4. Teach others. To make, of course. If you teach a man to fish, he can eat for the rest of his life. Each piece that they make on their own is one less that they have to buy and you can pat yourself on the back for that – for teaching someone how to do it for themselves and helping them understand the effort that goes into making clothes. Let’s all dedicate ourselves to starting the cycle of buying less and making more and mending what we have by showing others how good it feels to make a piece of clothing from start to finish.
These are the small things that I can afford to do. I wish they were enough but I think it’s a good start. And if I ever find myself coveting a piece of clothing I should otherwise not purchase, I’m going to take a long, hard look at that photo because I think that sometimes I need to remind myself of my priorities.
What will you do to help fix what’s broken?
Alright, everyone. I’m going to come out and say it. I can devour pretty much every Showtime series there is. I’ve gone through all of Dexter. I think it’s brilliant. I spent a month over the summer watching the first few seasons of Weeds. I think it’s hilarious and compelling. And I finally experience United States of Tara.
Of course, I’m probably the last person in the world that hadn’t heard of the show, as usual. But I have not been able to stop watching. And, in fact, I spent the entire weekend watching both seasons. Now I’m eagerly waiting for the new season in March (and, for the first time not regretting cable!)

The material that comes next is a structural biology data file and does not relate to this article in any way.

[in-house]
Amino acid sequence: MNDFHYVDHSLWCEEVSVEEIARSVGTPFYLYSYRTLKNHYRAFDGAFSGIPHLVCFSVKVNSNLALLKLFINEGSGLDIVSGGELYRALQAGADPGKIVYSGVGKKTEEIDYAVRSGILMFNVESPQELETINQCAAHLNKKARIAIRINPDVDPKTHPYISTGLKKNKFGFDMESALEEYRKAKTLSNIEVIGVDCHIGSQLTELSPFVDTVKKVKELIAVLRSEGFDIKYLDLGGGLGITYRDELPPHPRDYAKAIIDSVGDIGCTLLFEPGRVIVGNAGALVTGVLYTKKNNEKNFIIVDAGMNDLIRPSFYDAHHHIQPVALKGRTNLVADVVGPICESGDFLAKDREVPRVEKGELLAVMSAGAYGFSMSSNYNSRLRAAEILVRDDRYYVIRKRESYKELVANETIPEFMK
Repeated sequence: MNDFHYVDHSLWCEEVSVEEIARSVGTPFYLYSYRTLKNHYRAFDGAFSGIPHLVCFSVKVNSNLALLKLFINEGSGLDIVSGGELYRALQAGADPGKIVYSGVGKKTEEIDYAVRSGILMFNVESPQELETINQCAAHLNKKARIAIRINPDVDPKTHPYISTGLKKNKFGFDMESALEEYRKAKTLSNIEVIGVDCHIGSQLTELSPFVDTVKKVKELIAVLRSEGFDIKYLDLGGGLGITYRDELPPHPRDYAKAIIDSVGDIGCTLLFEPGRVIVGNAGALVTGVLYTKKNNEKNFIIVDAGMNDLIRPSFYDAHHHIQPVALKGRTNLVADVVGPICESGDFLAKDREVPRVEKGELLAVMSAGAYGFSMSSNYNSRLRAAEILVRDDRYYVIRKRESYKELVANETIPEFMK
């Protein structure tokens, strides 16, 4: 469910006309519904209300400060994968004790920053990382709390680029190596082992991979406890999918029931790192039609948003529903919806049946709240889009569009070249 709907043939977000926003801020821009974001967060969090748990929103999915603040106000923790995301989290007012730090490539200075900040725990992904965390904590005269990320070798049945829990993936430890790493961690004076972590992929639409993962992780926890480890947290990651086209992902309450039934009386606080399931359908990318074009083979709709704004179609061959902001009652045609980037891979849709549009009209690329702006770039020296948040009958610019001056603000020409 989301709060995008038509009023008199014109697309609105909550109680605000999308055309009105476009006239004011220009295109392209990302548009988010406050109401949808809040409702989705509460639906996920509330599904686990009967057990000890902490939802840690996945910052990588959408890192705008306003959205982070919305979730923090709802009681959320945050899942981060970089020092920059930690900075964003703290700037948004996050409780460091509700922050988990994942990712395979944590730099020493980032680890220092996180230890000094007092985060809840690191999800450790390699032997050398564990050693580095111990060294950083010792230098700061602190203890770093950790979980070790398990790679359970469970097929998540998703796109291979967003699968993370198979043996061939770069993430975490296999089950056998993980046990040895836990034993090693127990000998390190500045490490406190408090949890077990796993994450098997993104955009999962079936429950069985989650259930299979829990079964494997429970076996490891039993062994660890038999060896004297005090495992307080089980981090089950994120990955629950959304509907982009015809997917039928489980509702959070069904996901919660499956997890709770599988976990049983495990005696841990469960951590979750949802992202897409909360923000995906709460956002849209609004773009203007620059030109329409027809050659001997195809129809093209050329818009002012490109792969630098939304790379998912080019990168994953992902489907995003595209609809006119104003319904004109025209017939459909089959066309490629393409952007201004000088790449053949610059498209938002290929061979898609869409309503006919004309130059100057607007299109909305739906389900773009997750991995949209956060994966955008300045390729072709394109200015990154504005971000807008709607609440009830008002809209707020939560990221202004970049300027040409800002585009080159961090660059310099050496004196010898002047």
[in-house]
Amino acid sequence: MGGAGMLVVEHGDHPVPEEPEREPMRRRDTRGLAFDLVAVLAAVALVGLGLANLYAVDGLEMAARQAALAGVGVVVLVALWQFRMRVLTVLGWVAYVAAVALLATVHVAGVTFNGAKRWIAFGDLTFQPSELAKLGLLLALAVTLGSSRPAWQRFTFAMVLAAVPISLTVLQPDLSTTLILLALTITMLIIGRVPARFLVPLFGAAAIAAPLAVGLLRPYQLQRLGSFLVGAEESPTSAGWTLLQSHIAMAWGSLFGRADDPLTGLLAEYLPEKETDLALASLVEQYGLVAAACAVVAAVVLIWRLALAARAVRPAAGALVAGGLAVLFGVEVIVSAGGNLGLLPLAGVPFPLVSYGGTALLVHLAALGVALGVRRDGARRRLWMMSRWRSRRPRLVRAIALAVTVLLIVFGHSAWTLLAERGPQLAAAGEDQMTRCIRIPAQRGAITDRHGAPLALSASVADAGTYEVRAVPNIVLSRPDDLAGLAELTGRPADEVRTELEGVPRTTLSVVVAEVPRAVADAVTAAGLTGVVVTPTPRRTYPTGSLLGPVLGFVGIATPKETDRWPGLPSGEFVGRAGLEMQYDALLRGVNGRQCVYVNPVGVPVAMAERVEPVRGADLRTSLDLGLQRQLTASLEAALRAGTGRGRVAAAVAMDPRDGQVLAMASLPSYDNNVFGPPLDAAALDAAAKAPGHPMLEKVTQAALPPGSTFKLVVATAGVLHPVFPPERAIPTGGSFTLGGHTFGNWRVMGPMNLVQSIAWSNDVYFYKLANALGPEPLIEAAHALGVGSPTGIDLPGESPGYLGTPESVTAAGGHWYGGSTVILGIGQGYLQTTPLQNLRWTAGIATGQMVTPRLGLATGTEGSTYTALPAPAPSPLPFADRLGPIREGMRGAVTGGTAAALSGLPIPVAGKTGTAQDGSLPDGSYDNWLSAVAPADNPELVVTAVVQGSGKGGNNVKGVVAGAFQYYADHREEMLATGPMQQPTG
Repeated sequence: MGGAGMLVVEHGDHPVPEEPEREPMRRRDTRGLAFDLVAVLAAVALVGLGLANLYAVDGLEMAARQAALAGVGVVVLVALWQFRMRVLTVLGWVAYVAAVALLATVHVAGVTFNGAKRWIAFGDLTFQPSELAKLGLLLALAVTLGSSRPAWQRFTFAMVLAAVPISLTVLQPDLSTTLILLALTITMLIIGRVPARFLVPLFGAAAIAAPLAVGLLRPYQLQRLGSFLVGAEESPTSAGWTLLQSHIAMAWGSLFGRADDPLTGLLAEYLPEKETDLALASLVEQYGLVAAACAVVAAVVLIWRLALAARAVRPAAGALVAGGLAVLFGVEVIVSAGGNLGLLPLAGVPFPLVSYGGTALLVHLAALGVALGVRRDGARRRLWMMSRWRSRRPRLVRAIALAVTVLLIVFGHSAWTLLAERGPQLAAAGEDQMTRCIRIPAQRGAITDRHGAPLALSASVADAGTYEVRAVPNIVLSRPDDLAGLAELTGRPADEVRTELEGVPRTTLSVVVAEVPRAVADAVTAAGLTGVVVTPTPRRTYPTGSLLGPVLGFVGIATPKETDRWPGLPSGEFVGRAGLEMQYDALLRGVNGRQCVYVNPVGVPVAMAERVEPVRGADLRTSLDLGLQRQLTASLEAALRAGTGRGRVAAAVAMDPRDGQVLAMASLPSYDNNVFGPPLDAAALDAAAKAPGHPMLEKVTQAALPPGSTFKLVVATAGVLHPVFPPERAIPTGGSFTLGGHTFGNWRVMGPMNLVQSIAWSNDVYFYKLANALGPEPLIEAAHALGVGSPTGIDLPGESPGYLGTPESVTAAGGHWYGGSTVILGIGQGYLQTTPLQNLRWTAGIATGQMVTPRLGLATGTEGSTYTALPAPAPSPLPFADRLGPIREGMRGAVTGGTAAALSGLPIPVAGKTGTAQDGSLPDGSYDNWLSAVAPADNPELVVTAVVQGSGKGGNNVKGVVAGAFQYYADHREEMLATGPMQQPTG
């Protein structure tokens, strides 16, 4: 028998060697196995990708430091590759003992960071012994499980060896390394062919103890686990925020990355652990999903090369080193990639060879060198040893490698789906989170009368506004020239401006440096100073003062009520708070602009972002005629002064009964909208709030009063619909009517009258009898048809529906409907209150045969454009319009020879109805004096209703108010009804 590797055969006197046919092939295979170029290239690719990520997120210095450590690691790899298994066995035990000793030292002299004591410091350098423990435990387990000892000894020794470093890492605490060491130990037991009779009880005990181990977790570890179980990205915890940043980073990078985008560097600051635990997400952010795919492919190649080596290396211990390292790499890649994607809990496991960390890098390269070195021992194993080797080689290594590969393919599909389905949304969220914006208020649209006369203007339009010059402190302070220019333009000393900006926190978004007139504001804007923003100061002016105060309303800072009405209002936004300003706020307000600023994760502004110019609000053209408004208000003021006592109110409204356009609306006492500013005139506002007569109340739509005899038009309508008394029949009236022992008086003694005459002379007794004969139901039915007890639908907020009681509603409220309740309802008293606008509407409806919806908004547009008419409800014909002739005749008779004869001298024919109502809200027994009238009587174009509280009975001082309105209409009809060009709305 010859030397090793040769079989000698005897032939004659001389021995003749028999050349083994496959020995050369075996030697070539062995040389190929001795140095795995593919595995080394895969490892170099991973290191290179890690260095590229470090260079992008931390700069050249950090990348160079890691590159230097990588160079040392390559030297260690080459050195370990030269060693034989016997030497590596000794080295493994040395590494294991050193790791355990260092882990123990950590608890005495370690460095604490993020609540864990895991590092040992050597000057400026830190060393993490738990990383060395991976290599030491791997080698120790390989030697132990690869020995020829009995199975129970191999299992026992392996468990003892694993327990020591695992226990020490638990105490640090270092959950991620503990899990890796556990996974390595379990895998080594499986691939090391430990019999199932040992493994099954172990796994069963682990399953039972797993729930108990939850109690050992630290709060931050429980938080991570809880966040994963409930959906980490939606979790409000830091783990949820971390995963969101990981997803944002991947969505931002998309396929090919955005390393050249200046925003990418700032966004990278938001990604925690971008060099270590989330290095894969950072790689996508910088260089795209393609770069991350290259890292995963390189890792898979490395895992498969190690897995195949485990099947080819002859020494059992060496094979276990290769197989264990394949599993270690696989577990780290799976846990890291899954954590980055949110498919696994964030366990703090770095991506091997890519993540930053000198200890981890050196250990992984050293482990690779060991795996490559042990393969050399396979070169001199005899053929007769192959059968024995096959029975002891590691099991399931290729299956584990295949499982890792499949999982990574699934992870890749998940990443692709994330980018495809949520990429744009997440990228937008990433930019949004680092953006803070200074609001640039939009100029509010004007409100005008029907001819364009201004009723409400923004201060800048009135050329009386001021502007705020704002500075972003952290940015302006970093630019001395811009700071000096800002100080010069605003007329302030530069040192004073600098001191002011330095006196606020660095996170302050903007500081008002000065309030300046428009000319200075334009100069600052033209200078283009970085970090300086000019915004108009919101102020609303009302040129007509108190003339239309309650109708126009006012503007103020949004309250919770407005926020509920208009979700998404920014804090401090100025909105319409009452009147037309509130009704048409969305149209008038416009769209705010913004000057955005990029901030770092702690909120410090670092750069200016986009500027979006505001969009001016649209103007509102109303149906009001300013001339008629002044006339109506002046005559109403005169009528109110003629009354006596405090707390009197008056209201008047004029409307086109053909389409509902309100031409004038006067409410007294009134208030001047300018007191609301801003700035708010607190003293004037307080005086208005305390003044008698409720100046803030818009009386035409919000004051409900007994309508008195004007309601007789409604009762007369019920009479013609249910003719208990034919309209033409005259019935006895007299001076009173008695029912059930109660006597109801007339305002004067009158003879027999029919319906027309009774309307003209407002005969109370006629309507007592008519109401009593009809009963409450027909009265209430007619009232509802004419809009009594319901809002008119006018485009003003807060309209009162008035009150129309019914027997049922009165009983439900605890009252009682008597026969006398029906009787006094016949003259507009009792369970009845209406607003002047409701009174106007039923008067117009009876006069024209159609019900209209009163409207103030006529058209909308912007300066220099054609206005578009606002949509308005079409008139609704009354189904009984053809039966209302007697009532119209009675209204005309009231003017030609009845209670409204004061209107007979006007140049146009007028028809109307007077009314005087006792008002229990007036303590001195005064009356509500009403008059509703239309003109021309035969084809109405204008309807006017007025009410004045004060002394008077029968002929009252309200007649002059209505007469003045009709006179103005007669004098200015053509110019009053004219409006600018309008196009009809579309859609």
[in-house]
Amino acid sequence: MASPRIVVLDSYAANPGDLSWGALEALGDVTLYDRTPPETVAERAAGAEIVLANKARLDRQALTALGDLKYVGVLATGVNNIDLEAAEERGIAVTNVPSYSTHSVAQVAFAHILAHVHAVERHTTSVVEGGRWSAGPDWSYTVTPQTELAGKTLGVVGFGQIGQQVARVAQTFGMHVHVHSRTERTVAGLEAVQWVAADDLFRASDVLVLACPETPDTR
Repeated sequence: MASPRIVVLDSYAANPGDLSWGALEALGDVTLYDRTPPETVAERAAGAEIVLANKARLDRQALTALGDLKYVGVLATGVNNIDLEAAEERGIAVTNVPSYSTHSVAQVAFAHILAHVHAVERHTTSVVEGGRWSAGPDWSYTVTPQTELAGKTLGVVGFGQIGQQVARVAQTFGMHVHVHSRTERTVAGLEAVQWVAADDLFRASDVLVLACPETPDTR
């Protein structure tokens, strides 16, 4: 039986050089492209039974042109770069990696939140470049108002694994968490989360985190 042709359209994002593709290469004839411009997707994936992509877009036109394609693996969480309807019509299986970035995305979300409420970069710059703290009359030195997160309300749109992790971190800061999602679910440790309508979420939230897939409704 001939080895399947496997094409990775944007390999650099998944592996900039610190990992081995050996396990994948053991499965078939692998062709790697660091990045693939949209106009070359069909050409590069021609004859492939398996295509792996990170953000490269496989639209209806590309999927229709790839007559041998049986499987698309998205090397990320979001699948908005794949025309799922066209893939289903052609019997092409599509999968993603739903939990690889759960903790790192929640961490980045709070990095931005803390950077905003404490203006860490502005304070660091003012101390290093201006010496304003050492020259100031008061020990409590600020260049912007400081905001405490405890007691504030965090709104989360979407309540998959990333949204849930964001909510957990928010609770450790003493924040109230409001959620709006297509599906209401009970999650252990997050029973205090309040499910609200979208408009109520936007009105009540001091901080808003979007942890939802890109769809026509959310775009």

Anyway, I’m not just here to tell you about how I watched a lot of TV and you should too. I love all of the characters on the show and I think Tara’s teenage daughter Kate has made a great transformation out of angst and into post-highschool hi jinx. I’m really loving her wardrobe in the second season!
She’s mostly seen in her Princess Valhalla Hawkwind costume (seen above) but here are a couple of my favorites:
Kate’s new job lets her wear some professional outfits with a little spin like this playful polkadot outfit. I’m all about taking business and making it fun. I have a firm belief that you should have a big sense of humor when it comes to clothing. Reverse polka dots are not too outrageous. They make people smile!
I love this adorable vest and short tie combination that she sports in and out of the office. The back of this vest is pin-stripped which is just perfect.
You can see here a little better the best part about her vest. Those little faux-pocket watch chains at the pocket are such a great play on classic masculine style. I just love making masculine pieces sexy and feminine.
This shirt reminds me of Mary Tyler Moore. Kate’s certainly got spunk. Here’s the whole outfit:
I love it. So I went looking for some pieces to give myself a ‘Tara’ makeover.
And I’m loving this ModCloth Mod Couple shirt.
Now, fabulous people, I’m still looking for some info on the dress Kate wears to the wedding in the season finale. I can’t find a photo of it anywhere or I’d have you all searching for it. It’s super adorable and I’d love to know who designed it. If anybody even has photographic evidence of its existence, I’ll love you forever. Until then, I’m going to be searching for the episode myself to screencap.
Now, go! Watch as much United States of Tara as you can!
(screens by capslikewhoa)